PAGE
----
Does it really make sense that you've been a great parent up until now? That you suddenly stopped deciding to be a great parent?

Or does it make more sense that you are the same parent with the same ability level and traits that you have been this whole time?

[–] bellatrixbells BoobatrixRex 13 points

This 100%. I've been on women rights and gay rights since day one. To have some of those idiots start telling me I was some right wing bigot really just helped me peak.

Like wtf dude, I've defended you tooth and nail against homophobic abuse and you suddenly "don't know" where I stand because I say women have a right to single sex spaces?

Fuck off.

I would even consider rephrasing this in a conversation with your friend, OP: "Does it really make sense that I've been a great parent up until now? That I suddenly stopped deciding to be a great parent?

You are a smart and thoughtful parent because you didn't just keel over and bow down to the gender woo. I hope when your daughter is older she'll thank you for not "affirming" her delusion and internalised misogyny.

Exactly. This is perfectly in keeping with the actions of a smart and thoughtful parent, OP.

I’m sorry your friend is so brainwashed by this BS she is willing to discredit you all of the sudden just because you are making the right, but unpopular, decision for one of your children’s well-being.

That's so frustrating. I wonder if you could call it out directly - something like "I'm an experienced mother and a kind person, something that you have told me for many years. That hasn't changed. I ask for you to trust that I'm making a thoughtful parenting decision, even if it's one you personally disagree with."

My two closest friends (one of whom I can't remember not knowing & I'm in my 50s) are hard core TRAs.

I just don't talk about this with them. They believe one thing and I believe the truth.

[–] Hollyhock 15 points Edited

Same...it's tough. One of them recently said she was surprised I continue to be friends with a Republican girlfriend as I've always been so progressive and on the left (still am, except for gender woo). There's some sad irony with her saying that. I'm still friends w/ her despite her rejection of basic feminist principles!!!

Gender woo is right-wing. The only difference between TRAs and Matt Walsh is how each thinks gender roles should be assigned.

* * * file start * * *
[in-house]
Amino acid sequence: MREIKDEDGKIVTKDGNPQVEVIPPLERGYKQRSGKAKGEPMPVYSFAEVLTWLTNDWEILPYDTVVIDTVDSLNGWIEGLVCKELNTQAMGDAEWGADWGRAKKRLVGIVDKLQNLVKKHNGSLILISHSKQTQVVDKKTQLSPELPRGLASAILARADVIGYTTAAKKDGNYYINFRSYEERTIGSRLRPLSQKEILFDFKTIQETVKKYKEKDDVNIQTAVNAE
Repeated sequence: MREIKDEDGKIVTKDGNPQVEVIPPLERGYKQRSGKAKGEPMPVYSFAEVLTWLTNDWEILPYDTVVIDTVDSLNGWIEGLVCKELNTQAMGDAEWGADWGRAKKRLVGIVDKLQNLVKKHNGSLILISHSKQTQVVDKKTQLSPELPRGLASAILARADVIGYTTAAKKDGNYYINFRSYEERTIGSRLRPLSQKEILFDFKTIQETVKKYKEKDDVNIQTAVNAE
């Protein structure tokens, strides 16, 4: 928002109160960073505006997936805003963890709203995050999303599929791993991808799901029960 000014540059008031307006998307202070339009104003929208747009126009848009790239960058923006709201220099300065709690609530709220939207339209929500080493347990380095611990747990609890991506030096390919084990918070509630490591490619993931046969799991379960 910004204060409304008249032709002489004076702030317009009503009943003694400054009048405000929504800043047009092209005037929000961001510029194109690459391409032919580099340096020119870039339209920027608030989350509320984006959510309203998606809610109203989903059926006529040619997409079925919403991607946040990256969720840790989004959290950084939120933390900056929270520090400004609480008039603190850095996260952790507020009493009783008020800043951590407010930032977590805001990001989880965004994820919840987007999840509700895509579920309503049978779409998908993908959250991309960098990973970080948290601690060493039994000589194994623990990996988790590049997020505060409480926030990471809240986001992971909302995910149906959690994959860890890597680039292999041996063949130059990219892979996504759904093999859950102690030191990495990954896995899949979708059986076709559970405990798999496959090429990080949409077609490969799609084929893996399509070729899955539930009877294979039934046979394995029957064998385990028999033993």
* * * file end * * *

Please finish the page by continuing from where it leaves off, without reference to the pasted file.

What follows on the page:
Don't you find that hard? For me it taints everything.

It limits the topics of conversation. It does give me a lot of insight into their thought process.

One friend has a full blown TRA for a daughter.

The other is concerned for her tween daughter and high school since her daughter is a adolescent human female. I'm hoping she comes to her senses.

[–] hellamomzilla 18 points Edited

I’m sorry.

I was fortunate that both my closest girlfriends were supportive of me. One has known me since I was a teenager, so she absolutely knew I wasn’t a bad person, out to harm my child. The other friend is newer, but she could SEE how out of control my kid was and she was just positive TO ME. I know she’s otherwise pro-trans, but I try to be accepting of the grace I’m shown and keep on moving.

I do know how upsetting it is to have people who you think know and care for you oppose you. In my case, a sibling. It’s so devastating. In standing up FOR and TO our kids, we need love and support and when our loved ones oppose us, it’s so unsettling.

You’re right, Mamabear. Sadly, it can be lonely and difficult being right and doing what’s best for your vulnerable kid and shrugging off those who aren’t on the same path with you.

I hope there are other people in your life who understand you and stand with you.

I think your friend needs the education and gentle prompts that girls can have short hair and not like makeup, and boys can be being gentle and kind.

Affirming regressive sex-based stereotypes in a teenager is not a kind or thoughtful thing to do